A key issue, though, is how — in those situations — can we maximize the chances of making a negative consequence part of a positive classroom management strategy….

I’ve written extensively about one way to do it — see a previous post (see Have You Ever Taught A Class That Got “Out Of Control”? and in my books where, in one, I devoted an entire chapter to that particular strategy).

Another way is doing what a number of teachers do — when an offense is committed, asking the student what consequence they think is appropriate.

Recently, though, I’ve tried a different version of that second strategy — instead of waiting for the offense to happy, engaging with students in advance about what negative consequence would get them to think twice about committing the offense.

Two of my students — good kids — have had a very difficult time controlling themselves. For months, I had tried every tool in my toolbox, but nothing seemed to work.

Then, in an individual and private conversation with each, I asked how much time out of our fifty-five minute class they felt they were focused on what we were studying. Each of them replied — quite accurately — about twenty minutes. We sort of repeated what we had gone over in previous meetings — talking about what they wanted to do in the future, how self-control and “grit” was important in making those future dreams happen, etc. I shared my frustration that we had tried many things in the past, including many of their suggestions — changing seats, stress balls, etc. — and nothing had seemed to work. I told them I wanted to continue to be flexible and positive, and it had also reached the point that I wanted to explore negative consequences.

I asked what would be a negative consequence that they thought would deter them from their typical misbehavior — what would they remember to keep in mind that would make them think twice about acting out in class? Both identified an immediate call to their parents, and we worked out how I would be able to get a hold of them. Then, I asked them what positive behavior interventions they thought had been more effective, and asked each to develop a sequence of escalating interventions. They each said they would like to try a permanent seat change (which we had tried before) to see if that would help, and they chose the seat. They said if they were acting out, they would want to be sent out of class for a few minutes, which I agreed to (though I told each that I would rather they took responsibility and went out on their own when they felt they were “losing it” instead of waiting for me to tell them).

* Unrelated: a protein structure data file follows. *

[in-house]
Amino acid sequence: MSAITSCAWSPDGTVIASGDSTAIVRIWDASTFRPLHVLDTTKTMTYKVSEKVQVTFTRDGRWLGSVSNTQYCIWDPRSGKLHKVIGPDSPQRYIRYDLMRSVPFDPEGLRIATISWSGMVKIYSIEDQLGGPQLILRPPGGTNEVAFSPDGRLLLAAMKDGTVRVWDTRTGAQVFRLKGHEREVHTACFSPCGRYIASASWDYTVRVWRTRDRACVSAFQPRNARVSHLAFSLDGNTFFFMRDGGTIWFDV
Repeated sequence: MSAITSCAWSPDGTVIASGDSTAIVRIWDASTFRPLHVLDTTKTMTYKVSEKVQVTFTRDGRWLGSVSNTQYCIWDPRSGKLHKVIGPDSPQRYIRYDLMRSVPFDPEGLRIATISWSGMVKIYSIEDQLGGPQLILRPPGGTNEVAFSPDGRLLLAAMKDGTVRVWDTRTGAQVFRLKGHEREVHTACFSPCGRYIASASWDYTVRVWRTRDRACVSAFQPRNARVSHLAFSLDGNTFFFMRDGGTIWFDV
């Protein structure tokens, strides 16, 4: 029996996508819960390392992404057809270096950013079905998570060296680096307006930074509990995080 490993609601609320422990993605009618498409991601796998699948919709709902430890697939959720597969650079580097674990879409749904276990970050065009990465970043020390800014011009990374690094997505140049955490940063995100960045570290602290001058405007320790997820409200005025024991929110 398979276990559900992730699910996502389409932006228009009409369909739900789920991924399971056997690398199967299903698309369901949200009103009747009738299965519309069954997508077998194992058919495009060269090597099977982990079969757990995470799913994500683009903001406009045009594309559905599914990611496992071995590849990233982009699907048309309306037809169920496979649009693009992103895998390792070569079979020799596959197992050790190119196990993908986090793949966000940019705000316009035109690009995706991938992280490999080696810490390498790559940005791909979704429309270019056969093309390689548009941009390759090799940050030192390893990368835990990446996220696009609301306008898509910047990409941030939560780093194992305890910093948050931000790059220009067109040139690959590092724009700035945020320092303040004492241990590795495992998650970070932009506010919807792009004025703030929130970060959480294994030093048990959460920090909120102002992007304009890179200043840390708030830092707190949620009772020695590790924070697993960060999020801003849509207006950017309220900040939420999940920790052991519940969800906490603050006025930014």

If those didn’t work, they then said I should immediately call home and tell their parents how they were behaving.

Since that conversation, we’ve done the seat changes, and neither has chosen to go outside or had to be sent outside, and I’ve also not had to call home, either. It appears that it took them identifying a potential negative consequence in order for the positive strategies to work.

It’s not a strategy I would use all the time, but it’s just another tool in my teacher’s toolbox.

I guess in classroom management a positive plus a potential negative can sometimes equal a positive….

I know teachers have used this kind of process in developing class rules and consequences, but the idea of trying it in advance individually was a new one for me…

January 24, 2014
by Larry Ferlazzo
3 Comments

David Brooks Gets It Wrong Again

'David Brooks at the Miller Center Forum' photo (c) 2011, Miller Center - license: http://creativecommons.org/licenses/by/2.0/

David Brooks, whose connection to reality magically leaves him just about every time he writes any column with the word “school” in it, did it again today in his latest one.

He begins his column sounding great — about how we’re putting too much weight on school reform to solve the ills facing out young people.

However, he then immediately falls into the trap of saying Social Emotional Learning and training low-income parents to be “average parents” will take care of things.

So forget about wealth inequality and poverty.

He exemplifies the growing danger of some people saying that SEL is the solution, despite the fact that studies show that poverty causes a lack of self-control and perseverance and it’s not the other way around.

He might also want to look at some of the recent research showing that single parents aren’t necessarily the problem he thinks they are….